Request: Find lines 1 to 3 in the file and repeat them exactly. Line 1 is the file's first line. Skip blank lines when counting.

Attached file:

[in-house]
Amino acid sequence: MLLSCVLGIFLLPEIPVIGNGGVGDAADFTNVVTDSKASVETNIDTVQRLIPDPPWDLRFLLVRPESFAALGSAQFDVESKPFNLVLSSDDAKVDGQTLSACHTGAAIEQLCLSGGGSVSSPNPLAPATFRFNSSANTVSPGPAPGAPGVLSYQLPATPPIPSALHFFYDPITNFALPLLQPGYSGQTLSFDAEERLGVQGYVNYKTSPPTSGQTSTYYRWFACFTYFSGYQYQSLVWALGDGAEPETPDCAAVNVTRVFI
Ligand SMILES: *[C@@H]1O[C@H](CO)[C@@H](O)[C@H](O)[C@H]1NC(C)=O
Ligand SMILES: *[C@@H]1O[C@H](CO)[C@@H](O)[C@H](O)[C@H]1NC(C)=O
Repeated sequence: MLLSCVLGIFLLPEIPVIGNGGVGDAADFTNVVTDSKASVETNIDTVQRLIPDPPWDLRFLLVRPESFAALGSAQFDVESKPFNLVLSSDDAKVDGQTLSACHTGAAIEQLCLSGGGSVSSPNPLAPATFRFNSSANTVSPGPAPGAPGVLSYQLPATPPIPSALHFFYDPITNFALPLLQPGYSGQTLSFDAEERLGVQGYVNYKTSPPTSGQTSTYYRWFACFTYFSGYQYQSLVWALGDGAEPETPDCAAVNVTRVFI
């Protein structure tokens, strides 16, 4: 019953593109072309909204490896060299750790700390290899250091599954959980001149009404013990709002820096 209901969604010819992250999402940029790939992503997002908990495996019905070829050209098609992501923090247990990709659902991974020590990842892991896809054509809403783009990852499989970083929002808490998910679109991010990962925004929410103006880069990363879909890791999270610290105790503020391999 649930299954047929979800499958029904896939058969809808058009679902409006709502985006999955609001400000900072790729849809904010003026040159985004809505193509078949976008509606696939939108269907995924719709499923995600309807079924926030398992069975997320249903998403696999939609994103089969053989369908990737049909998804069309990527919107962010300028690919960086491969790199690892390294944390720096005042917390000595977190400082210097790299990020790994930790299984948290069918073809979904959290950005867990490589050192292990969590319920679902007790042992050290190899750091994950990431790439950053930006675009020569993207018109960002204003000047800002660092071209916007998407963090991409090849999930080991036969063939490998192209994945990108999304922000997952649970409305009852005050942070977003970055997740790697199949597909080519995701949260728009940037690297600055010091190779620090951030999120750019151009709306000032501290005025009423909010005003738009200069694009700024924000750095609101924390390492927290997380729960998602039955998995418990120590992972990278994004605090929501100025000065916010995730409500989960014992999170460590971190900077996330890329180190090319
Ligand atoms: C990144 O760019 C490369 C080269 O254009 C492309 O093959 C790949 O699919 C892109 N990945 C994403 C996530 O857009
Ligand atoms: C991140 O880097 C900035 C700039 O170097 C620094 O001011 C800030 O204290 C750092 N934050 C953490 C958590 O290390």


[in-house]
Amino acid sequence: MLLSCVLGIFLLPEIPVIGNGGVGDAADFTNVVTDSKASVETNIDTVQRLIPDPPWDLRFLLVRPESFAALGSAQFDVESKPFNLVLSSDDAKVDGQTLSACHTGAAIEQLCLSGGGSVSSPNPLAPATFRFNSSANTVSPGPAPGAPGVLSYQLPATPPIPSALHFFYDPITNFALPLLQPGYSGQTLSFDAEERLGVQGYVNYKTSPPTSGQTSTYYRWFACFTYFSGYQYQSLVWALGDGAEPETPDCAAVNVTRVFI
Ligand SMILES: *[C@@H]1O[C@H](CO)[C@@H](O)[C@H](O)[C@H]1NC(C)=O